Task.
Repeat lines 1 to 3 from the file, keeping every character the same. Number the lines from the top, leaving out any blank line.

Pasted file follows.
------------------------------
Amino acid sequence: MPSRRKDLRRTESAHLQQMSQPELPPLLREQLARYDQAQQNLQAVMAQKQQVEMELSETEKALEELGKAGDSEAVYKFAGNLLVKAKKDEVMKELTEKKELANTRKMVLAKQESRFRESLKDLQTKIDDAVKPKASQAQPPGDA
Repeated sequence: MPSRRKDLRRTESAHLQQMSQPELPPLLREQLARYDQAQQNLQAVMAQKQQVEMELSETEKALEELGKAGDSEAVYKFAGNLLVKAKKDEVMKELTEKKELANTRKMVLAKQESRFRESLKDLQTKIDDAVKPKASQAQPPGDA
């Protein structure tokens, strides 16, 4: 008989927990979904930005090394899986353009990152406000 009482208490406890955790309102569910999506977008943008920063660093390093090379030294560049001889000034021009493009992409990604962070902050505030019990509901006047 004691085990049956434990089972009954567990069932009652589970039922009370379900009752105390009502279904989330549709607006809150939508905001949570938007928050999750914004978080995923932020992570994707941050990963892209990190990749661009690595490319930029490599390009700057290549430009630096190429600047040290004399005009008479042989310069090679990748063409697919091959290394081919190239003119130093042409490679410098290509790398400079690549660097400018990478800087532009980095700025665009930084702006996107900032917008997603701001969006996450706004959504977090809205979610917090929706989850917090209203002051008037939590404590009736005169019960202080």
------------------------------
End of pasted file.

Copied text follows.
Amino acid sequence: MPSRRKDLRRTESAHLQQMSQPELPPLLREQLARYDQAQQNLQAVMAQKQQVEMELSETEKALEELGKAGDSEAVYKFAGNLLVKAKKDEVMKELTEKKELANTRKMVLAKQESRFRESLKDLQTKIDDAVKPKASQAQPPGDA
Repeated sequence: MPSRRKDLRRTESAHLQQMSQPELPPLLREQLARYDQAQQNLQAVMAQKQQVEMELSETEKALEELGKAGDSEAVYKFAGNLLVKAKKDEVMKELTEKKELANTRKMVLAKQESRFRESLKDLQTKIDDAVKPKASQAQPPGDA
């Protein structure tokens, strides 16, 4: 008989927990979904930005090394899986353009990152406000 009482208490406890955790309102569910999506977008943008920063660093390093090379030294560049001889000034021009493009992409990604962070902050505030019990509901006047 004691085990049956434990089972009954567990069932009652589970039922009370379900009752105390009502279904989330549709607006809150939508905001949570938007928050999750914004978080995923932020992570994707941050990963892209990190990749661009690595490319930029490599390009700057290549430009630096190429600047040290004399005009008479042989310069090679990748063409697919091959290394081919190239003119130093042409490679410098290509790398400079690549660097400018990478800087532009980095700025665009930084702006996107900032917008997603701001969006996450706004959504977090809205979610917090929706989850917090209203002051008037939590404590009736005169019960202080």